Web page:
The “carnal mind is enmity against God” (Romans 8:7). Without God’s Spirit, people walk in darkness, unable to find truth. “The natural man does not receive the things of the Spirit of God, for they are foolishness to him; nor can he know them, because they are spiritually discerned” (1 Corinthians 2:14).

Read More »The Means of Grace

On the 12th Day of Christmas…

The twelfth day of Christmas is January 5th,

the last day of the traditional Christmas season. It serves to usher in the next church season — that of Epiphany. Historically, Epiphany was much more widely celebrated in Christian churches than was Christmas.

Epiphany is not a word used in the Bible, but it does convey a  Biblical concept. Epiphany (from the Greek word epiphaneia) means “manifestation” — or a “showing forth.”

This season of the church year varies in length but lasts until the Sunday before Ash Wednesday, the beginning of Lent.

During the Epiphany season Christian churches often communicate three events in Christ’s life in particular: the visit of the Magi, His baptism, and His first miracle at the wedding of Cana.

The Magi Visit

In what way was the visit of the Magi an epiphany?

The Magi were “wise men” belonging to a priestly sect from the East. Contrary to what is often depicted, they were not present at Jesus’ birth. Rather, they followed a star to Jesus’ house and there knelt down to worship the “young Child” and presented Him with precious gifts from their homeland.Read More »On the 12th Day of Christmas…

Thanks, But No Thanks

Enter into His gates with thanksgiving, and into His courts with praise. Be thankful to Him, and bless His name. For the LORD is good; His mercy is everlasting, and His truth endures to all generations.” — Psalm 100:4-5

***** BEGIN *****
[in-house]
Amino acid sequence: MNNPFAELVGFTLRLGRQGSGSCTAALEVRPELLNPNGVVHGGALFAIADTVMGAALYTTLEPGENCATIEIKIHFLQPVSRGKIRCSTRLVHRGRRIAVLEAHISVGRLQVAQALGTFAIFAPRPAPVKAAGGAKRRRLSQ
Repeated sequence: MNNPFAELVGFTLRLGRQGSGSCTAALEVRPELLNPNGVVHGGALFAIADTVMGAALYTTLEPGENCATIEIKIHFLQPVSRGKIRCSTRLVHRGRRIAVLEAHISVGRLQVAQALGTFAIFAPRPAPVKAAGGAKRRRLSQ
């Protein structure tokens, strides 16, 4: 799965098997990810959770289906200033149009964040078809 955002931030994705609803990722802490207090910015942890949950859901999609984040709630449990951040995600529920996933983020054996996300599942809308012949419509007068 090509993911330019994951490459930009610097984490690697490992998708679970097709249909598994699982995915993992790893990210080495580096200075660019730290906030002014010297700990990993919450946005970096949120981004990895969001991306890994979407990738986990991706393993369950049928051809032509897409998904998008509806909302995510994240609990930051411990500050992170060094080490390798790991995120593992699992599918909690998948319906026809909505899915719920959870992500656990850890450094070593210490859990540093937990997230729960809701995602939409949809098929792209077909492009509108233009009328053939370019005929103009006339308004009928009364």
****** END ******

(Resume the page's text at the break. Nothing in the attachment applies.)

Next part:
I invite you to consider with me two common expressions with the word “thanks” in them, and to apply them to spiritual matters.

The first is “Thanks, but no thanks.”

This expression is used in our society as a polite way of acknowledging the generous offer of someone but then for whatever reason declining the offer. Perhaps we don’t want the contents of the offer or we may think that the offer is too much and we are undeserving of it.

During this month our country as well as many others set aside a specific day to remember to give thanks for what we have been given.

Thanksgiving was declared a holiday by our government in 1863 during the Civil War, and a fixed day—the fourth Thursday in November–was set by Congress in 1942 during World War II.

Surely there is nothing wrong with a day devoted to giving thanks, although for a Christian it is appropriate to do so every day. And certainly there are many reasons for Americans to be thankful–food, shelter, family, freedom, and so on.

But this holiday, like many others, would be empty without the main reason for giving thanks to God. That reason is Jesus’ sacrifice for our sins. “He who did not spare His own Son, but delivered Him up for us all, how shall He not with Him also freely give us all things?” (Rom. 8:32)

Unfortunately, many people are blind to this true reason for giving thanks. Perhaps they don’t want what Jesus has to offer. Perhaps they feel the offer of forgiveness of sins is too much and they are undeserving. For them it is “Thanks, but no thanks.”Read More »Thanks, But No Thanks